Wednesday, December 08, 2010


I don’t know if I always had a over abundance of it, but I have always had enough. As a child, I remember playing down at the creek for hours and hours, we fought germans, caught bandits, yes... even shot indians. I remember a clubhouse in a friends backyard becoming a B-17, a frontier fort or what ever we needed. My Imagination was always there for me.

I remember playing by myself, amongst the 100 or so dirt piles that would soon fill in a swamp behind a nearby gas station and all I had was a broom stick that magically transformed itself into what ever was needed, a musket, a spear or a machine-gun. I still can feel the crisp fall air and the smell of leaves and fresh earth as I played.

The Monkey bars behind Medill Elementary... Cold steel, built over blacktop... served as a tank and a spaceship ( and a source of many cuts and scrapes) to our young minds, minds that had the amazing ability to warp reality into anything we wanted. Many wars were fought around (and in fact in) that school.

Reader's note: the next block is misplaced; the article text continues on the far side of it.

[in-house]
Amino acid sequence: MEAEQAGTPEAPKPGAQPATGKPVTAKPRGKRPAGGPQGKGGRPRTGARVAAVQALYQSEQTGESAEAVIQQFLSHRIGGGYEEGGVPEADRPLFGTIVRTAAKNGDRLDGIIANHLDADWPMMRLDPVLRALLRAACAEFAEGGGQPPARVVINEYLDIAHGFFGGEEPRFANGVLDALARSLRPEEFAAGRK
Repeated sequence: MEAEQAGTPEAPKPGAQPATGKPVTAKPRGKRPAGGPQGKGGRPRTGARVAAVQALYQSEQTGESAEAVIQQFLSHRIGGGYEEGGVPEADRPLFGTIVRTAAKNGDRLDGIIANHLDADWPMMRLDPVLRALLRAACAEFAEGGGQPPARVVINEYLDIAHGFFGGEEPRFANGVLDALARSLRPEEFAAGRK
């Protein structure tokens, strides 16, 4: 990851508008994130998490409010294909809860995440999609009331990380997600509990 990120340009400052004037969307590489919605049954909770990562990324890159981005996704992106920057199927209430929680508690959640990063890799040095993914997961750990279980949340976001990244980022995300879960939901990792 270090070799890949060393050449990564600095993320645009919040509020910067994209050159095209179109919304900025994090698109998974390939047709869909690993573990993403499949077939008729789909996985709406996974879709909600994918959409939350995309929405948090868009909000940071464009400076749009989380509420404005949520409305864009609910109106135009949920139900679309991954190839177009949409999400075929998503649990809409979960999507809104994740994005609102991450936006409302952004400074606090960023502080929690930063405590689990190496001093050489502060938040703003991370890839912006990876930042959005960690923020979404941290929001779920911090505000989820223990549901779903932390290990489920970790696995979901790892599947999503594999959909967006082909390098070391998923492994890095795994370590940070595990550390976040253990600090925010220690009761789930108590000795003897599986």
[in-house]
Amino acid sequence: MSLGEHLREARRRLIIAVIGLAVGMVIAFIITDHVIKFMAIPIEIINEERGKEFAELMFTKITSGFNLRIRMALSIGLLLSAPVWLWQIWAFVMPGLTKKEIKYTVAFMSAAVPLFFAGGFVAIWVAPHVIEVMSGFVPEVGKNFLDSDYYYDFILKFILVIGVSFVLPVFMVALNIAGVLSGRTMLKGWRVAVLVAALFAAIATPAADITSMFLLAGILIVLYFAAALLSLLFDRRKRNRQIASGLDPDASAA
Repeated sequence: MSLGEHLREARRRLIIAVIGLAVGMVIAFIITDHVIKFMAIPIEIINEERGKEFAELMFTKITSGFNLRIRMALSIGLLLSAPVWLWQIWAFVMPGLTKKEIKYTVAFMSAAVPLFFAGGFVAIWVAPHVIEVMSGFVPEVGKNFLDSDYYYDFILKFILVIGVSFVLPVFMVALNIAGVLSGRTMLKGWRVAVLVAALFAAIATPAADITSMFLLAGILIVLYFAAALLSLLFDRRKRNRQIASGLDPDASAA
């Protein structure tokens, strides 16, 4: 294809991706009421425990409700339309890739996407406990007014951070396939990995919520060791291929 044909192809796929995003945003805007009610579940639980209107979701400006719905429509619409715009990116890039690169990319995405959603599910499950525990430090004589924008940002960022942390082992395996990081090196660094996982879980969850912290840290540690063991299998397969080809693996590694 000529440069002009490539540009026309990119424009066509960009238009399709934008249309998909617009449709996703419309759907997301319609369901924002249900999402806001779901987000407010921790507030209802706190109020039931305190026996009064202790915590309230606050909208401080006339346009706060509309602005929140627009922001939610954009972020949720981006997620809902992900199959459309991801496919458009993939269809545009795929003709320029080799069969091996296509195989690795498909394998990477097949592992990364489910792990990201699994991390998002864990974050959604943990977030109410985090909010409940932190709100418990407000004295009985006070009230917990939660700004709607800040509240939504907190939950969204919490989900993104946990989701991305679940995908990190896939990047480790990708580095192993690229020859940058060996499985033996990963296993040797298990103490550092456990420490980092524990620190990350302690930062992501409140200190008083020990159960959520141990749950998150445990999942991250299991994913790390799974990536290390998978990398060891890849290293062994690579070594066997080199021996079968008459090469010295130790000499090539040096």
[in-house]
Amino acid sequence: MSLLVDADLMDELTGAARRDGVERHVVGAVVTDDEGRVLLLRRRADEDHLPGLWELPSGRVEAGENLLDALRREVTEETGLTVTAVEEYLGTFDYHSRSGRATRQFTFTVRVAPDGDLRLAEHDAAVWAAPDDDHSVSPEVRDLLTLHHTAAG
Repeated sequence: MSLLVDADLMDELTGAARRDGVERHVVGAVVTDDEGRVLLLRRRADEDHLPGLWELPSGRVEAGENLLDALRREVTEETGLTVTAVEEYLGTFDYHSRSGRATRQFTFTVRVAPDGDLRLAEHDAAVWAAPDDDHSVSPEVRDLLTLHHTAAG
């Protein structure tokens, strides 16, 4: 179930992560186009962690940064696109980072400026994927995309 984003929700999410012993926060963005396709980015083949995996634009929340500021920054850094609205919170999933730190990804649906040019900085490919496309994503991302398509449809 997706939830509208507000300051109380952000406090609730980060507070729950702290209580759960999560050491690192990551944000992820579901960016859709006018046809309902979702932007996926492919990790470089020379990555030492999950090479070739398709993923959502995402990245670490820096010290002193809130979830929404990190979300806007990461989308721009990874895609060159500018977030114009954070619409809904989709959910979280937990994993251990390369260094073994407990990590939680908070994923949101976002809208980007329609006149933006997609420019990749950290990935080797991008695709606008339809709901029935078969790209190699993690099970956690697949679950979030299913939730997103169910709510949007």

I also remember Imagination as a friend when you had no one else to play with, the friend you addressed as “Buddy” when you carried his wounded body into a foxhole or “squire” as they brought you your lance to fight a evil knight while you were mounted on your charger (made by Schwin).

I have been transported to these times, long gone, at odd moments in my life. During a reenactment on a Autumn day, I remember finding a sunny spot shielded from the cold wind that made think of the many forts we had built. As a Den Leader, watching the kids play at camp, where a good branch can bring a smile and hours of fun defeating Ninjas.

I hope, even in old age, I can loss my self in my imagination, now it manifests itself in the images I see as I read a book, the stories I tell or the songs I listen to, but it is still there, a warm place to go in a sometimes all to cold world.

1 comment:

aravan said...

I sometimes think how lucky I have been to have a possibly overactive imagination. I've been by myself a lot in my life, but it is rare for me to ever think of myself as lonely. We're lucky to have the company.

Thinking about those times and those battles - yes, the field of battle stretched a long way - gives me a somewhat melancholy stab of nostalgia. Red cheeks and ears, running and diving into small piles of drifted fallen leaves, taking that perfect stick inside for the next day (where it inevitably met its end at the hands of parents who just didn't appreciate a good stick). Good times, man. Thanks for the reminder.